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Federal agents arrest Saugus man for controlled substance conspiracy

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(Editor’s Note: The following story is based on a press release issued last week by the U.S. Attorney’s Office in Boston.)

  A Saugus man and a Reading man have been arrested in connection with conspiring to possess with intent to distribute controlled substances. Aaron Lenardis, 36, of Saugus, and Charles Brennick Bates, 31, of Reading, were each charged with conspiracy to possess with intent to distribute controlled substances. Following initial appearances on Oct. 25 and Oct. 26 in federal court in Boston before U.S. District Court Magistrate Judge Donald L. Cabell, the defendants were detained pending a further hearing.

  According to the charging documents, in August 2022, federal law enforcement opened an investigation into Bates after he ordered 50 kilograms of an orange binding agent commonly used to make counterfeit Adderall pills. During subsequent surveillance, Bates was allegedly observed transporting a large, heavy item that appeared to be a pill press to Lenardis’ residence in Saugus. It is alleged that on Sept. 3, 2022, Bates called a confidential source asking for instruction on how to change a “punch” on a TDP5 machine. A punch is the component that can stamp letters onto pills, and a TDP5 machine is a large pill press.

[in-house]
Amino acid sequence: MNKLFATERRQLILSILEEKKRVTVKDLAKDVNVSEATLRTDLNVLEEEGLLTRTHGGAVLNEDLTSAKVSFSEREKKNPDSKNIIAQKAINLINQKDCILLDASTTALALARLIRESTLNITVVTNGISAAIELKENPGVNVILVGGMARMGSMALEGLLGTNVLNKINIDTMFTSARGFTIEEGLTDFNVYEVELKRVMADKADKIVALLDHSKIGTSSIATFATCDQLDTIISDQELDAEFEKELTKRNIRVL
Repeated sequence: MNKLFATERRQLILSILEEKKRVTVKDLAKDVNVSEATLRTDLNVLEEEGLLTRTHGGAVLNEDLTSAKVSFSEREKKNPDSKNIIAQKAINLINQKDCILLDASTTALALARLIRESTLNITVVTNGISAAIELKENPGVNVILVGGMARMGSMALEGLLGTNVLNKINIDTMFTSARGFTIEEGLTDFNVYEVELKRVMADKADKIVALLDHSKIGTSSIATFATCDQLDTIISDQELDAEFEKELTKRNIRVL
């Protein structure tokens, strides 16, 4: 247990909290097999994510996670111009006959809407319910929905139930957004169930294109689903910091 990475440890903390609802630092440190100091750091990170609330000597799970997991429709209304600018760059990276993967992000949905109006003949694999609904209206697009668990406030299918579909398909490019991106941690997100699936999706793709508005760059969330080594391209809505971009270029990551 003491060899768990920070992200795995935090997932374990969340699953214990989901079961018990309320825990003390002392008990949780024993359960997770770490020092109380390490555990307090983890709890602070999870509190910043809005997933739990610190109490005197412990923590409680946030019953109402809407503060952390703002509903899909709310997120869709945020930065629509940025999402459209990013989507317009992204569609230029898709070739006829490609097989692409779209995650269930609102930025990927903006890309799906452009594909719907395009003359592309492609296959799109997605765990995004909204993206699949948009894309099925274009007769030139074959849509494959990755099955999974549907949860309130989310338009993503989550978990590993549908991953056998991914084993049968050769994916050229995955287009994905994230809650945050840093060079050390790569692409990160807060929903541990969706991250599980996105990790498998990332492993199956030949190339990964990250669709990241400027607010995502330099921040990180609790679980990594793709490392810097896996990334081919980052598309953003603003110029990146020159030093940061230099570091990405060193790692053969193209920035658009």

During a search of Lenardis’ residence in Saugus on Oct. 25, investigators reportedly recovered an industrial pill press, 14 firearms, several bins of loose orange and white powder and “M30” stamps commonly used to manufacture counterfeit pills, counterfeit Adderall suspected to contain methamphetamine and oxycodone pills suspected to contain fentanyl.

  “These charges are yet another example of my office’s efforts to address the near constant stream of illegal drugs flowing into our communities. We must reduce and ultimately eliminate overdose deaths,” United States Attorney Rachael S. Rollins said. “Swallowing a deadly drug can have the same fatal outcome as injecting one. The only difference is that, with the recent spike in counterfeit pill distribution, someone may not even know that they’re taking a deadly narcotic.”

  “Fentanyl and methamphetamine are causing tremendous damage to our community,” said the Special Agent in Charge of the New England Field Division of the Drug Enforcement Administration (DEA), Brian D. Boyle. “Those who distribute these drugs within fake prescription pills are endangering the safety of the citizens of Massachusetts. The DEA will continue to work each day alongside our law enforcement partners to identify and prosecute those who are responsible for distributing fentanyl and other deadly drugs. We won’t stop until they are brought to justice.”

  The charge of conspiracy to possess with intent to distribute controlled substances provides for a sentence of up to 20 years in prison, at least three years and up to a lifetime of supervised release and a fine of up to one million dollars. Sentences are imposed by a federal district court judge based on the U.S. Sentencing Guidelines and statutes which govern the determination of a sentence in a criminal case.

  U.S. Attorney Rollins and DEA SAC Boyle made the announcement on Oct. 27. Assistant U.S. Attorney Samuel R. Feldman of Rollins’ Narcotics & Money Laundering Unit is prosecuting the case.

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